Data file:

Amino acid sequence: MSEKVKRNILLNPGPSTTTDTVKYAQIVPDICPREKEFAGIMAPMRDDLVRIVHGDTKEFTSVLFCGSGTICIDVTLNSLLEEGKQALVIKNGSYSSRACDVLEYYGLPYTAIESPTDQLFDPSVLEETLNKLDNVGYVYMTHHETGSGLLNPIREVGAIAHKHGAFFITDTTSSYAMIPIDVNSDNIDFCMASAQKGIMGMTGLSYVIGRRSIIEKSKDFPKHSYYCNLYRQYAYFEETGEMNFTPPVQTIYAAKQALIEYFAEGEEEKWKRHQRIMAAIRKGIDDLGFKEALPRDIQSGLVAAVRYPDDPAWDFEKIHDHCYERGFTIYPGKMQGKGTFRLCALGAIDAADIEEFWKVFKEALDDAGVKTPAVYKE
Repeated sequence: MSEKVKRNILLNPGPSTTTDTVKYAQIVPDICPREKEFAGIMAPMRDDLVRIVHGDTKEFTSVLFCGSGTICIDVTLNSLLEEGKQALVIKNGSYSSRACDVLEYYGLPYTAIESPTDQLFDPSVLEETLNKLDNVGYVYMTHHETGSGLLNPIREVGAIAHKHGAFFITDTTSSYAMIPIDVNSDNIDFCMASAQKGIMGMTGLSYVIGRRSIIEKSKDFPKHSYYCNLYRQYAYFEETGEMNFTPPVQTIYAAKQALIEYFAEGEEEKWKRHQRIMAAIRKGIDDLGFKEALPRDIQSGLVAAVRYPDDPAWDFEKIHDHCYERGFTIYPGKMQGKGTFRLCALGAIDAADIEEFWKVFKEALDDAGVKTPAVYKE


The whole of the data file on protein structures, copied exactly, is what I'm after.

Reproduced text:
Amino acid sequence: MSEKVKRNILLNPGPSTTTDTVKYAQIVPDICPREKEFAGIMAPMRDDLVRIVHGDTKEFTSVLFCGSGTICIDVTLNSLLEEGKQALVIKNGSYSSRACDVLEYYGLPYTAIESPTDQLFDPSVLEETLNKLDNVGYVYMTHHETGSGLLNPIREVGAIAHKHGAFFITDTTSSYAMIPIDVNSDNIDFCMASAQKGIMGMTGLSYVIGRRSIIEKSKDFPKHSYYCNLYRQYAYFEETGEMNFTPPVQTIYAAKQALIEYFAEGEEEKWKRHQRIMAAIRKGIDDLGFKEALPRDIQSGLVAAVRYPDDPAWDFEKIHDHCYERGFTIYPGKMQGKGTFRLCALGAIDAADIEEFWKVFKEALDDAGVKTPAVYKE
Repeated sequence: MSEKVKRNILLNPGPSTTTDTVKYAQIVPDICPREKEFAGIMAPMRDDLVRIVHGDTKEFTSVLFCGSGTICIDVTLNSLLEEGKQALVIKNGSYSSRACDVLEYYGLPYTAIESPTDQLFDPSVLEETLNKLDNVGYVYMTHHETGSGLLNPIREVGAIAHKHGAFFITDTTSSYAMIPIDVNSDNIDFCMASAQKGIMGMTGLSYVIGRRSIIEKSKDFPKHSYYCNLYRQYAYFEETGEMNFTPPVQTIYAAKQALIEYFAEGEEEKWKRHQRIMAAIRKGIDDLGFKEALPRDIQSGLVAAVRYPDDPAWDFEKIHDHCYERGFTIYPGKMQGKGTFRLCALGAIDAADIEEFWKVFKEALDDAGVKTPAVYKE